So yes, I am rocking a skirt, short sleeve shirt and a scarf today. While it wouldn’t make sense for my neck to be cold enough to require handknits while my legs and arms roam naked and free, it does in Phoenix. In my neighborhood, we all get excited about weather in the 70s —  for the collective return to sanity (politics excluded) and a fabulous change in wardrobe.

Next up: jackets!


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Arizona, Favorites, handmade
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November 7th





Juliann and I ran the Women’s Half Marathon together this morning. The course was hilly by Arizona standards, but also quite lovely. We started in south Scottsdale, wound around the Papago Mountains, over the Mill Avenue Bridge and around Tempe Town Lake to finish at the park. While my time was far from a personal best, it was a great dive back into the pool of running.



I’m now looking for a couple more halves this winter. Even though today was slow, it felt great. In so many ways, it filled my sails. I can’t wait to get back out there and race again!


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Arizona, Get Fit, Good to Great
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Lego my Lego

November 5th

An October birthday boy wanted a Lego themed birthday party last month.  {Tell me his mother isn’t a creative genius. Look at these details!} I’ve met few children as sweet as Tau and knew I had to come up with something creative to help celebrate his special day.






A Lego man flashlight and embellished hoodie sweatshirt it is.


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Celebrate!, Domestic Art
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For the Monkeys

November 4th

Cooking light nana bread

Cooking light nana bread \Cooking light nana bread \Cooking light nana bread

167 calories per slice with this Cooking Light recipe. And oh man, is it good. Having time to bake like this is such an indulgent luxury. I love the weighing and measuring and I want to dance around the house as it fills with the warm smell of baking spices.

Happiness, at times, comes in a loaf.

Tonight, this is to be shared with friends after dinner. I’m bringing together friends new and old for a small dinner party on the patio. Another joy — November weather in Arizona.


Posted in
Celebrate!, June Cleaver, Kitchen Talk
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OYW: 2010 Crafters Unite!

November 3rd


Dear Finny,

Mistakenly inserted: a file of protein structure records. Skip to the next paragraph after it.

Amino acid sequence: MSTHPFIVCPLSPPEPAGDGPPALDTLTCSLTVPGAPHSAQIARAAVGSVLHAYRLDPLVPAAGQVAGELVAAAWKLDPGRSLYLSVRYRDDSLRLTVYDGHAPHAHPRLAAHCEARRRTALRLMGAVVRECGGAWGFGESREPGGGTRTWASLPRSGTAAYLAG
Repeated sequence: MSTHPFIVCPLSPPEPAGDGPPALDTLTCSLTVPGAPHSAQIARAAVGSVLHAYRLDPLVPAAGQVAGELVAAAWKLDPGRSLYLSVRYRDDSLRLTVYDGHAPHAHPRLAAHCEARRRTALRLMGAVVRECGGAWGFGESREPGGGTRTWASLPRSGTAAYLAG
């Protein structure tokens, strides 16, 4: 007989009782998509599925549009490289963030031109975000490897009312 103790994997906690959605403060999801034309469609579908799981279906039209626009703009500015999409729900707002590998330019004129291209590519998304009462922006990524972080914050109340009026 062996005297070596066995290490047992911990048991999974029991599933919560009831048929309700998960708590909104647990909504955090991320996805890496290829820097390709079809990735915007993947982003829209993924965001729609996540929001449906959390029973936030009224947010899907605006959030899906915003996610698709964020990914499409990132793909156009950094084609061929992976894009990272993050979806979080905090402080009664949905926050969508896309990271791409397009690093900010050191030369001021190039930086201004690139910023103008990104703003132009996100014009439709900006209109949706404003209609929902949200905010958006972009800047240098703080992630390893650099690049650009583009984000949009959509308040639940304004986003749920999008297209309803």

One Yard Wonders has proven a challenging sew along. Not that the book isn’t chalked full of great ideas, but that it seems our loyal readers and joiners from the previous sew alongs haven’t been as inspired. And to be honest, with the craziness that has been my 2010 — I simply haven’t been sewing as much.

That said, my fine friend, you are the WINNER WINNER CHICKEN DINNER. Because, alas, you were the only entry in the September/October sew along. But never fear, you did make yourself a sweet little hipster bag. So it wasn’t all for nothing, right?

Dorks, hiking

Fancy bubbly

The Finny

(Yep, these are just gratuitous shots of the Finnberg. Because I love her.)

That said, Fin — we have to spice things up pronto. Crafters unite! For the November/December Fin + Donk OYW sew along, the project is: ANY PROJECT IN THE BOOK. That’s right. We are taking off the parameters, asking you to pick a project at will, and get to sewing. Show us what you are making, explain why you are making it and throw that photo into the craft pool.

And when you work up a hunger? Here is the fabulous recipe for the month too. Nothing like a great bowl of soup when it cools down. (Never mind in Phoenix that means it is still 90 today.)

Fire up those Singers, ladies. It’s time to get to business.


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Domestic Art, Sew Along
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November 2nd

A new bag for a friend who was recently married — an unconventional way to celebrate, and a stylish way to pack for a honeymoon.





Amy Butler pattern; moda fina fabrics


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Celebrate!, Domestic Art